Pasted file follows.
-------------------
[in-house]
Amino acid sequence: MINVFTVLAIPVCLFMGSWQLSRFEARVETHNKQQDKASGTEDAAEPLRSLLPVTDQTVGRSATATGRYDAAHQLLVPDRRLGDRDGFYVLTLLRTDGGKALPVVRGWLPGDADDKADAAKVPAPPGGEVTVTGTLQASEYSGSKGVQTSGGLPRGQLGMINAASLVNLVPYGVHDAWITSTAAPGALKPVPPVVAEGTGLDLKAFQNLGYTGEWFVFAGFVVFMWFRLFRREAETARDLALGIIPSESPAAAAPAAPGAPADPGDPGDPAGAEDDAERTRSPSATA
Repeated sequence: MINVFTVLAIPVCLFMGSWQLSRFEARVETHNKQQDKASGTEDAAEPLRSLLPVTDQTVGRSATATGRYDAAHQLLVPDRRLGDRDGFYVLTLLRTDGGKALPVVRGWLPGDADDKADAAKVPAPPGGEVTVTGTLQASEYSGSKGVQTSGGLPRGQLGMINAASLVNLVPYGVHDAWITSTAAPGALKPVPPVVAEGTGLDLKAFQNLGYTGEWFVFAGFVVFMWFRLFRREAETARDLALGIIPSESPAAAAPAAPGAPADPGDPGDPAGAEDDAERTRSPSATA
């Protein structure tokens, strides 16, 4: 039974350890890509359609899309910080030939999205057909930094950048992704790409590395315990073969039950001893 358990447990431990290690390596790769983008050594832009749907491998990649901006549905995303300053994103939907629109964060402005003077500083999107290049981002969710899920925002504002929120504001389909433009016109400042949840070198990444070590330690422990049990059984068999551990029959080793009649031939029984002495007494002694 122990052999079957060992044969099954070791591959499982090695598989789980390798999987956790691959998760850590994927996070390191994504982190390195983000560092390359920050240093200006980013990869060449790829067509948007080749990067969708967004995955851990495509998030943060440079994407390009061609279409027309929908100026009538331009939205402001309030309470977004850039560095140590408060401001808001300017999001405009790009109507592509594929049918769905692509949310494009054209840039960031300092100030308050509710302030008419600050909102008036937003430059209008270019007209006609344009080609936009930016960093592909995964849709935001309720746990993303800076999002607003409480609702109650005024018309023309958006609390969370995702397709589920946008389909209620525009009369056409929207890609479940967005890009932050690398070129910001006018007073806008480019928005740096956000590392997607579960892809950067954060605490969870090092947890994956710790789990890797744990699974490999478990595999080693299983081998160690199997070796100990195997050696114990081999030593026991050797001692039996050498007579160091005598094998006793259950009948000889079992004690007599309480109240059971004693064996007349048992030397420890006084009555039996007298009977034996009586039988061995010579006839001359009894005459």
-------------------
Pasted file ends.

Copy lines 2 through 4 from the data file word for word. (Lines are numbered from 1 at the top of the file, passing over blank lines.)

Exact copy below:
Amino acid sequence: MINVFTVLAIPVCLFMGSWQLSRFEARVETHNKQQDKASGTEDAAEPLRSLLPVTDQTVGRSATATGRYDAAHQLLVPDRRLGDRDGFYVLTLLRTDGGKALPVVRGWLPGDADDKADAAKVPAPPGGEVTVTGTLQASEYSGSKGVQTSGGLPRGQLGMINAASLVNLVPYGVHDAWITSTAAPGALKPVPPVVAEGTGLDLKAFQNLGYTGEWFVFAGFVVFMWFRLFRREAETARDLALGIIPSESPAAAAPAAPGAPADPGDPGDPAGAEDDAERTRSPSATA
Repeated sequence: MINVFTVLAIPVCLFMGSWQLSRFEARVETHNKQQDKASGTEDAAEPLRSLLPVTDQTVGRSATATGRYDAAHQLLVPDRRLGDRDGFYVLTLLRTDGGKALPVVRGWLPGDADDKADAAKVPAPPGGEVTVTGTLQASEYSGSKGVQTSGGLPRGQLGMINAASLVNLVPYGVHDAWITSTAAPGALKPVPPVVAEGTGLDLKAFQNLGYTGEWFVFAGFVVFMWFRLFRREAETARDLALGIIPSESPAAAAPAAPGAPADPGDPGDPAGAEDDAERTRSPSATA
């Protein structure tokens, strides 16, 4: 039974350890890509359609899309910080030939999205057909930094950048992704790409590395315990073969039950001893 358990447990431990290690390596790769983008050594832009749907491998990649901006549905995303300053994103939907629109964060402005003077500083999107290049981002969710899920925002504002929120504001389909433009016109400042949840070198990444070590330690422990049990059984068999551990029959080793009649031939029984002495007494002694 122990052999079957060992044969099954070791591959499982090695598989789980390798999987956790691959998760850590994927996070390191994504982190390195983000560092390359920050240093200006980013990869060449790829067509948007080749990067969708967004995955851990495509998030943060440079994407390009061609279409027309929908100026009538331009939205402001309030309470977004850039560095140590408060401001808001300017999001405009790009109507592509594929049918769905692509949310494009054209840039960031300092100030308050509710302030008419600050909102008036937003430059209008270019007209006609344009080609936009930016960093592909995964849709935001309720746990993303800076999002607003409480609702109650005024018309023309958006609390969370995702397709589920946008389909209620525009009369056409929207890609479940967005890009932050690398070129910001006018007073806008480019928005740096956000590392997607579960892809950067954060605490969870090092947890994956710790789990890797744990699974490999478990595999080693299983081998160690199997070796100990195997050696114990081999030593026991050797001692039996050498007579160091005598094998006793259950009948000889079992004690007599309480109240059971004693064996007349048992030397420890006084009555039996007298009977034996009586039988061995010579006839001359009894005459």